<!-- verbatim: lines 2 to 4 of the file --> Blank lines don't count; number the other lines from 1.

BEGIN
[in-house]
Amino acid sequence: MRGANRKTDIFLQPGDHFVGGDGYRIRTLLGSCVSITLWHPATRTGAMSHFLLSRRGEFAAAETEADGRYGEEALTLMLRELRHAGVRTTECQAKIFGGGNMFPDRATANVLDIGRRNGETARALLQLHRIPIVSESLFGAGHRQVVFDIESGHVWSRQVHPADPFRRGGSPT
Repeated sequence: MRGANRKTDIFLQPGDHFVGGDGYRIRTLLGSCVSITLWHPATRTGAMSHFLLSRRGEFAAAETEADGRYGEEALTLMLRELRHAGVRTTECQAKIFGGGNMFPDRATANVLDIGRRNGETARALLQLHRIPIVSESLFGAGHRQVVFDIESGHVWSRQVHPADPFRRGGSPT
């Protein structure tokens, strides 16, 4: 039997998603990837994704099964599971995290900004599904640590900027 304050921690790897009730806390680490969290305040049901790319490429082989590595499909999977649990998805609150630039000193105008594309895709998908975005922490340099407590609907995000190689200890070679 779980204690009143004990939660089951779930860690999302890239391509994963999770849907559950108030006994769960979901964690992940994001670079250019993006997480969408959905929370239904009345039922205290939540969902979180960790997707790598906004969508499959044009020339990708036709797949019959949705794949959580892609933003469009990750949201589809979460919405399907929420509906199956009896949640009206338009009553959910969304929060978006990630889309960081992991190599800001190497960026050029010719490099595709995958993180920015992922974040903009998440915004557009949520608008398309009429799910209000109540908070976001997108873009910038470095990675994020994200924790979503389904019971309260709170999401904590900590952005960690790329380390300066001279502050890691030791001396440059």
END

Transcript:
Amino acid sequence: MRGANRKTDIFLQPGDHFVGGDGYRIRTLLGSCVSITLWHPATRTGAMSHFLLSRRGEFAAAETEADGRYGEEALTLMLRELRHAGVRTTECQAKIFGGGNMFPDRATANVLDIGRRNGETARALLQLHRIPIVSESLFGAGHRQVVFDIESGHVWSRQVHPADPFRRGGSPT
Repeated sequence: MRGANRKTDIFLQPGDHFVGGDGYRIRTLLGSCVSITLWHPATRTGAMSHFLLSRRGEFAAAETEADGRYGEEALTLMLRELRHAGVRTTECQAKIFGGGNMFPDRATANVLDIGRRNGETARALLQLHRIPIVSESLFGAGHRQVVFDIESGHVWSRQVHPADPFRRGGSPT
């Protein structure tokens, strides 16, 4: 039997998603990837994704099964599971995290900004599904640590900027 304050921690790897009730806390680490969290305040049901790319490429082989590595499909999977649990998805609150630039000193105008594309895709998908975005922490340099407590609907995000190689200890070679 779980204690009143004990939660089951779930860690999302890239391509994963999770849907559950108030006994769960979901964690992940994001670079250019993006997480969408959905929370239904009345039922205290939540969902979180960790997707790598906004969508499959044009020339990708036709797949019959949705794949959580892609933003469009990750949201589809979460919405399907929420509906199956009896949640009206338009009553959910969304929060978006990630889309960081992991190599800001190497960026050029010719490099595709995958993180920015992922974040903009998440915004557009949520608008398309009429799910209000109540908070976001997108873009910038470095990675994020994200924790979503389904019971309260709170999401904590900590952005960690790329380390300066001279502050890691030791001396440059």